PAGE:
But the question that has confounded scientists is how are these genetic “memories” passed on?
Scientists have been trying to work out how the information of stress, trauma and environmental exposure has been passed down genetically for a long time. They’ve also been trying to work out the duration of inherited memories and how likely the inherited epigenetic effects are likely to last, that is, how many generations are affected before the stress or trauma in the genetic memory peters out. In recent study published in the journal Cell2, scientist from the Tel Aviv University seemed to have worked it out.
“Until now, it has been assumed that a passive dilution or decay governs the inheritance of epigenetic responses,” said Dr. Rechavi, lead author of the study, from TAU’s Faculty of Life Sciences and Sagol School of Neuroscience2 “But we showed that there is an active process that regulates epigenetic inheritance down through generations.”
They discovered the answer by studying worms, C. elegans worms to be precise. Previously Dr Rechavi and his team had found a small RNA inheritance (RNAi) mechanism through which RNA molecules produced a response to the needs of specific cells and how they were regulated between generations.
“We previously showed that worms inherited small RNAs following the starvation and viral infections of their parents. These small RNAs helped prepare their offspring for similar hardships,” Dr. Rechavi said. “We also identified a mechanism that amplified heritable small RNAs across generations, so the response was not diluted. We found that enzymes called RdRPs are required for re-creating new small RNAs to keep the response going in subsequent generations.”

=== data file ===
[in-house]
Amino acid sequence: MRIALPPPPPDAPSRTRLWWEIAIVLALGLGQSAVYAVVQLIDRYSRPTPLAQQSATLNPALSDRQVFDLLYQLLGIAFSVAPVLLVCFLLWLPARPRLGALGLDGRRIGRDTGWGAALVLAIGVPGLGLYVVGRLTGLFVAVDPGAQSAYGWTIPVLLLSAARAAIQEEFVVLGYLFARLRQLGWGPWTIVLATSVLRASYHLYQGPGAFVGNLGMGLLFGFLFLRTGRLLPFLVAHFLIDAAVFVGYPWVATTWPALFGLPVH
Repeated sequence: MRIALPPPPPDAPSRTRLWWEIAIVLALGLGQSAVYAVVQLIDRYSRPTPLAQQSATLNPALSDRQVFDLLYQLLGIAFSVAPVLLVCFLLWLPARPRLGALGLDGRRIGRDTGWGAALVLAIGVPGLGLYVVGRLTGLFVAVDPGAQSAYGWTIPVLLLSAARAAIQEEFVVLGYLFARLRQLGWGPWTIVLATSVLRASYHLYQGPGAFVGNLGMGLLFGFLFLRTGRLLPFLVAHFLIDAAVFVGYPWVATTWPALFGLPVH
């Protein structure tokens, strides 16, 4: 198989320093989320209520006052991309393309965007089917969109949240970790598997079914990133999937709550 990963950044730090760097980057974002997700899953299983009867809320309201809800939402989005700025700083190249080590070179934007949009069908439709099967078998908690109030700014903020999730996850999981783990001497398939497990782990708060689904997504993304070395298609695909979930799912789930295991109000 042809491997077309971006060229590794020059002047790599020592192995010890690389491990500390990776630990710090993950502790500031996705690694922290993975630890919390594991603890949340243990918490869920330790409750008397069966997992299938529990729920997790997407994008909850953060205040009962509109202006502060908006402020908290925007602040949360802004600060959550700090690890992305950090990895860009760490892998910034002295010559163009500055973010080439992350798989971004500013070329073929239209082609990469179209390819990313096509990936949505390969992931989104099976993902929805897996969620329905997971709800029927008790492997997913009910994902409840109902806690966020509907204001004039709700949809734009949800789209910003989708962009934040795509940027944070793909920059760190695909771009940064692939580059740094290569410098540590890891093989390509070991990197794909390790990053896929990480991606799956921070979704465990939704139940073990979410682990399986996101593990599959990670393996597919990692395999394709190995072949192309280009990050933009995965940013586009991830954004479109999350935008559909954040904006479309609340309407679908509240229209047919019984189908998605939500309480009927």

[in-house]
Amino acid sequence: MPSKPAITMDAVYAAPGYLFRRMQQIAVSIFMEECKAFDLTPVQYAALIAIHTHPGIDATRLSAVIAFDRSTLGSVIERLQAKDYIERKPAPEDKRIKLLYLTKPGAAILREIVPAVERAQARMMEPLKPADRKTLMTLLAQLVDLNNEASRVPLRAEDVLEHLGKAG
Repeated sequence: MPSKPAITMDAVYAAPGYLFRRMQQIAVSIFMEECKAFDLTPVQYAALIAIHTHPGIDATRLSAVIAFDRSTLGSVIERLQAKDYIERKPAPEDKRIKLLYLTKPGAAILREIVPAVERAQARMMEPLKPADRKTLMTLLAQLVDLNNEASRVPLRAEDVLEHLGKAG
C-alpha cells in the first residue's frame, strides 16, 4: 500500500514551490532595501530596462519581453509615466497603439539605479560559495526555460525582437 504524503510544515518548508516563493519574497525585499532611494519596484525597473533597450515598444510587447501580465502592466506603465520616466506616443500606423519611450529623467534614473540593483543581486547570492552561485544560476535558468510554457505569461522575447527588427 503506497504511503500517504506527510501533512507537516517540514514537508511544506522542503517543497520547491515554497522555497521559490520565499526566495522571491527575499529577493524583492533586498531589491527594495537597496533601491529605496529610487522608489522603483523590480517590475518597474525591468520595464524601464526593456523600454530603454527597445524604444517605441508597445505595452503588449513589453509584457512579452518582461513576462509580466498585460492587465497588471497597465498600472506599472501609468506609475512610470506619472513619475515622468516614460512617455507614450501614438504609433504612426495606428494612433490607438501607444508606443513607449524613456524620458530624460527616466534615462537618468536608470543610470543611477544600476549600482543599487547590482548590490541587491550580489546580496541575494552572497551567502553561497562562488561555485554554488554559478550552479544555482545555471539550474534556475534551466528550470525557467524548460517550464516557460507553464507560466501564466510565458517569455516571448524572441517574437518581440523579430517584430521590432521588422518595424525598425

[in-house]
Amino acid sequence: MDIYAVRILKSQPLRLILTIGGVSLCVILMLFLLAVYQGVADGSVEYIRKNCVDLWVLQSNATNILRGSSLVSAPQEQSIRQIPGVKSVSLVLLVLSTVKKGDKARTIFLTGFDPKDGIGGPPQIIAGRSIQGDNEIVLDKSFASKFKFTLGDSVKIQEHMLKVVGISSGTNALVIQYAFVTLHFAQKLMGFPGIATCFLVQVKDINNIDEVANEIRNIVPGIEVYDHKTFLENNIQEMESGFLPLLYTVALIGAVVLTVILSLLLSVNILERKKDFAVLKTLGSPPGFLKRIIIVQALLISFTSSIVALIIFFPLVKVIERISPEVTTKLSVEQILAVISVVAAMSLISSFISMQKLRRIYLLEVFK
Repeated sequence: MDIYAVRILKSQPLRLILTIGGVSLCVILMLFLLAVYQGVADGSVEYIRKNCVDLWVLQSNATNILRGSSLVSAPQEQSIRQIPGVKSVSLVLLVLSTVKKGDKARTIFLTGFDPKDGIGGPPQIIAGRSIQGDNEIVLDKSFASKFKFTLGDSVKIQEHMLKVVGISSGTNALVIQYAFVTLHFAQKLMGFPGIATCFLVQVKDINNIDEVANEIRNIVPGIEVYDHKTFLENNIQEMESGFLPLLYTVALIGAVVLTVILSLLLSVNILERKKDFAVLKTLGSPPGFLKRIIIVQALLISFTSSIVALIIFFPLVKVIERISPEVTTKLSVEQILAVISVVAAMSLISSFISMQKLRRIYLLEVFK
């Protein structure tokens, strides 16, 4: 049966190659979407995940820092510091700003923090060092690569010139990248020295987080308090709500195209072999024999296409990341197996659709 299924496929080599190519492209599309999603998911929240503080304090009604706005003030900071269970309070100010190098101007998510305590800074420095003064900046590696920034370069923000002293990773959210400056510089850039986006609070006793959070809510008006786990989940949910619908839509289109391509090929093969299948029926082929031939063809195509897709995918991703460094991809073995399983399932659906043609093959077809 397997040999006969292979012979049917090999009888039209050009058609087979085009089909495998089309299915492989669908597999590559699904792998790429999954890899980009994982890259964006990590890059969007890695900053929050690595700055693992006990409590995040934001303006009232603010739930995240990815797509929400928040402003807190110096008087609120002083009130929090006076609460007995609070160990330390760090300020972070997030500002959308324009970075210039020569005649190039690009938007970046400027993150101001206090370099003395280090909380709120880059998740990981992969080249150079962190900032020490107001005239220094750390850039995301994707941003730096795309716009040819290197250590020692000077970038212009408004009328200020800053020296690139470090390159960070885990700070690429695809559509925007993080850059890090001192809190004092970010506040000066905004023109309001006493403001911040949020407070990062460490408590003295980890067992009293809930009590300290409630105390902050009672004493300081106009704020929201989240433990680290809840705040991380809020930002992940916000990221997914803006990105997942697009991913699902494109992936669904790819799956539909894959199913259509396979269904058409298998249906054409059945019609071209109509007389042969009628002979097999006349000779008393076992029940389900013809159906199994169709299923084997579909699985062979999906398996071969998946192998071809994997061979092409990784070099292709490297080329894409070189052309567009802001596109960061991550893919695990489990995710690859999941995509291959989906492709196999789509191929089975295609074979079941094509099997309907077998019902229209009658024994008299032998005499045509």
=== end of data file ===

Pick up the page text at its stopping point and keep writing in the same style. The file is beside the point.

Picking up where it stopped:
The most inheritable epigenetic responses in the worms only lasted a few generations. Initially this made scientists think that the effects of epigenetic memories just faded over time through a process of dilution or decay.
“But this assumption ignored the possibility that this process doesn’t simply die out but is regulated instead,” said Dr. Rechavi, who in this study treated C.elegans worms with small RNAs that target the GFP (green fluorescent protein), a reporter gene commonly used in experiments. “By following heritable small RNAs that regulated GFP — that ‘silenced’ its expression — we revealed an active, tuneable inheritance mechanism that can be turned ‘on’ or ‘off.'”
They called these specific genes that can turn epigenetic transmissions on or off MOTEK – Modified Transgenerational Epigenetic Kinetics.
“We discovered how to manipulate the transgenerational duration of epigenetic inheritance in worms by switching ‘on’ and ‘off’ the small RNAs that worms use to regulate genes,” said Dr. Rechavi. “These switches are controlled by a feedback interaction between gene-regulating small RNAs, which are inheritable, and the MOTEK genes that are required to produce and transmit these small RNAs across generations.”
“The feedback determines whether epigenetic memory will continue to the progeny or not, and how long each epigenetic response will last.”
Whilst we are only talking about worms here, the researchers believe the understanding gained from this study is the basic guiding principle behind the inheritance of epigenetic information. Moreover, will be imperative in terms of coming up for a theory for passed down genetic information in humans. Until then, at the very least we’ve sorted out how traumatic events are passed down in worms. Although, the mind does boggle as to what constitutes a traumatic life event for a slimy, burrowing invertebrate.
 Holocaust Exposure Induced Intergenerational Effects on FKBP5 Methylation. Rachel Yehuda, Nikolaos P. Daskalakis, Linda M. Bierer, Heather N. Bader, Torsten Klengel, Florian Holsboer, Elisabeth B. Binder. Biological Psychiatry, 2016; 80 (5): 372 DOI: 10.1016/j.biopsych.2015.08.005
 A Tunable Mechanism Determines the Duration of the Transgenerational Small RNA Inheritance in C. elegans. Leah Houri-Ze’evi, Yael Korem, Hila Sheftel, Lior Faigenbloom, Itai Antoine Toker, Yael Dagan, Lama Awad, Luba Degani, Uri Alon, Oded Rechavi. Cell, 2016; 165 (1): 88 DOI: 10.1016/j.cell.2016.02.057